Who Was Constanitine the Great?:
Flavius Valerius Aurelius Constantine (c. 272 - 337), better known as Constantine the Great, was perhaps the most important person in the development of the early Christian Church (after Jesus and Paul, naturally). He ultimately gave Christianity political and social legitimacy in the Roman Empire, thus allowing the young religion to establish itself, obtain powerful patrons, and ultimately dominate the Western world.
Constantines Vision and Conversion:
According to tradition, the night before he was to launch an attack on his rival just outside of Rome, Constantine received an omen. Eusebius records that Constantine saw a vision in the sky while Lactantius says that it was a dream. Both agree that the omen informed Constantine that he would conquer under the sign of Christ (Greek: en touto nika; Latin: in hoc signo vinces). Because he did indeed defeat Maxentius, he was convinced of the truth of Christianity.
Constantine and the Edict of Toleration:
The first important thing Constantine did after his victory over Maxentius was issue the Edict of Toleration in 313. Also known as the Edict of Milan because it was created in that city, it instituted religious toleration as the law of the land and ended the persecution of Christians. The Edict was issued jointly with Licinius, but Christians in the East under Maximin Daia continued to suffer severe persecutions. Most citizens of the Roman empire continued to be pagan.
Victory Arch of Constantine:
The Arch of Constantine was dedicated in 315 by the senate and people of Rome along the triumphal route after Constantines defeat of Maxentius at the Milvian Bridge in 312. It was also designed to commemorate Constantines tenth anniversary of rule. The current state of conservation of the arch is particularly good and provides people with an excellent way to experience what Roman monumental architecture is like. Read More...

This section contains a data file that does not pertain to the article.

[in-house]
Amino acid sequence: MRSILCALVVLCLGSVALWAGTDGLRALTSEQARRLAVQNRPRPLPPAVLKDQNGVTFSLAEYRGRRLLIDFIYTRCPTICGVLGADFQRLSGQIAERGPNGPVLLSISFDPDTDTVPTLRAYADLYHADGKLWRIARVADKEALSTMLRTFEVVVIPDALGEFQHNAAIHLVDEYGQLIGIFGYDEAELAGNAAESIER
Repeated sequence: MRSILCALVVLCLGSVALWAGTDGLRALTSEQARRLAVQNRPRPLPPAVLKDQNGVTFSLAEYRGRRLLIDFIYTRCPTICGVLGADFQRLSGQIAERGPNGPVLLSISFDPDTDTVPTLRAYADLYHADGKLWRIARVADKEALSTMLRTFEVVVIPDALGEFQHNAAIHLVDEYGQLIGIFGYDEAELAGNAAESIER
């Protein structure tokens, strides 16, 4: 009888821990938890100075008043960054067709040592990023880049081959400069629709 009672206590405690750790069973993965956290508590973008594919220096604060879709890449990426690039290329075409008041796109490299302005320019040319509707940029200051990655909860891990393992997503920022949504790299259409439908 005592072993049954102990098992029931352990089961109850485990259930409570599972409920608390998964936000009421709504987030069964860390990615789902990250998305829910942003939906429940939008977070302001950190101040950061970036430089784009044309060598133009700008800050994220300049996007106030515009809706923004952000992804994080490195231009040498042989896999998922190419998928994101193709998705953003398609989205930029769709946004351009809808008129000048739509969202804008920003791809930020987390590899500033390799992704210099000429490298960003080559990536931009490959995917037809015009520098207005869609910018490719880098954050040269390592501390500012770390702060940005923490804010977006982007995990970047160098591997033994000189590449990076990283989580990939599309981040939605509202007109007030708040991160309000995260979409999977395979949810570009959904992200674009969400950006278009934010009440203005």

Constantine and the Political Uses of Christianity:
Constantines chief goal was always creating and maintaining unity, be it political, economic or, eventually, religious. For Constantine, one of the greatest threats to Roman domination and peace was disunity. Christianity filled Constantines need for a basis of religious unity quite well. Christians may have been a minority, but they were a well-organized minority. In addition, no one had yet tried to claim their political allegiance, leaving Constantine no competitors for their loyalty.
Constantine & Christian Orthodoxy:
Constantine ruthlessly enforced his brand of orthodoxy among various Christian groups he would not allow them to be weakened as a political force through internal strife or dissent. Constantine appropriated religious authority for himself by declaring he was a bishop, ordained by God. First, Constantine moved to eliminate external challenges posed by paganism, destroying temples and books. He then sought to eliminate Christian groups deemed unorthodox, thus removing internal challenges.